Also feel free to ask directions. So let’s say you know what station to head for to catch a train, what direction (uptown or downtown, etc) you are going and where to get off the train. Now what?

Well, you’ll need a Metrocard. You buy these, most easily, from a Metrocard machine located in a station. They look like this:

They take credit cards or cash and have easy directions. Now, you can buy an unlimited of various time lengths but chances are slim you’ll need one of those. So you would want to buy a number of rides. Each ride is $2.50 and you’ll want to buy a fare for each ride, so if you are going down to the village by train you would need two fares – one there and one back. I suggest always having two extra fares. Just in case. If you have no money, something happens, who knows, having the ability to get back via train can be a life saver.

Note that Metrocards are refillable. So if you buy 4 rides and then need more, you can refill your card at a Metrocard machine, and save a bit of plastic. They expire but not for a year or two, so don’t worry.

Once you’re in the system, you will need to find the platform your train is leaving from. There are signs. It’s kinda that easy. Signs. Follow them. Note that the platform you wait at may be host to more train lines than the one you are waiting for. The front of every train has a big indicator as to the line it is. This is an A Train:

It is different from the A-Team. Also along the outside of the cars there will be other indications of what train is stopping. Only get on the train you mean to. Otherwise you will probably end up lost. Not a big deal, people are friendly and will help you but it will delay you and cause some undo stress.

When the train pulls into the station and you want to get on do the world a favor. Stand to the left or right of the doors before they open. Don’t stand in front of them. If you block the doors how can people get off the train? They can not. So they will have to shove you out of the way. It will be your own fault. Do not block the doors. Why would you do that? Why?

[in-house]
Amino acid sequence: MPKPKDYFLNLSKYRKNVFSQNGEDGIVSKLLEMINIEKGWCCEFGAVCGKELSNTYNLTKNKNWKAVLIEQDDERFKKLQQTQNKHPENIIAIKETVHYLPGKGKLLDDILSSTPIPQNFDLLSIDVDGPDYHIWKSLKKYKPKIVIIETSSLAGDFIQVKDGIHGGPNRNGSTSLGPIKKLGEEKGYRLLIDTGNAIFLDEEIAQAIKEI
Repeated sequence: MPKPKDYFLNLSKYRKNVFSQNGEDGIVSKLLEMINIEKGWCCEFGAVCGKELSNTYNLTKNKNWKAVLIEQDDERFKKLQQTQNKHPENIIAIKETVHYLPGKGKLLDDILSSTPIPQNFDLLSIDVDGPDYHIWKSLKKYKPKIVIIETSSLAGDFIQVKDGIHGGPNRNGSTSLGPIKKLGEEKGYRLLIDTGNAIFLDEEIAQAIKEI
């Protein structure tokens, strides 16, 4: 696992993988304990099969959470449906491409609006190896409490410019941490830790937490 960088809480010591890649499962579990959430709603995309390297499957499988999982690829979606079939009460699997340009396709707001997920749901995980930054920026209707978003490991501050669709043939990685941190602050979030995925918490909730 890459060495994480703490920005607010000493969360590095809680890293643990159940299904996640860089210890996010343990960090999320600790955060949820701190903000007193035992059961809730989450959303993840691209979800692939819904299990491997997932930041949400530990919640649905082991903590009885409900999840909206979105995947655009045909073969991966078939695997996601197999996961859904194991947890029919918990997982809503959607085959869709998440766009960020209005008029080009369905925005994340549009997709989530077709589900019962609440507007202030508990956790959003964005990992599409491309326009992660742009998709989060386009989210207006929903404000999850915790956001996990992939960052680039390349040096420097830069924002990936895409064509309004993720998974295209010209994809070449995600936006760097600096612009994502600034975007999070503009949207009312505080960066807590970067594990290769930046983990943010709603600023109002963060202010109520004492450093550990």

Don’t.

And that’s about it. The map is the hardest part but with a trip planner and a map and people in the station, including the guy in the booth you’ll get there just fine. Seriously. The subway is awesome. Tomorrow, though, we’ll talk about cabs. In case you’d rather not deal with trains.

Plus, don’t forget – leave any NY questions in comments and come Friday I’ll do a post answering them.


Other posts in the A Brief NY Field Guide series: General Stuff | Walking | Cabs | The rest

You can also find information , theoretically, about things to do in New York City at UpTake, a site that speciifcally asked me to link to them, and sorta-bribed me to do so. They might even be useful! Who knows!

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Adam P. Knave

Eisner and Harvey award winning editor, writer and tired person. Novelist, comic writer, cat owner, NY'er.

9 thoughts on “A Brief NY Field Guide: The Subway”

  1. Loving these posts. Wish there were some way to politely leave them lying around every time I have visitors. Especially regular visitors who still stop in the middle of the freakin’ sidewalk all the damn time.

    That’s right, Mom. I’m talking about YOU.

  2. You can mail links to people with subtle notes. “Saw this and thought, hey you visit a lot, maybe something here for YOU!” and then hope.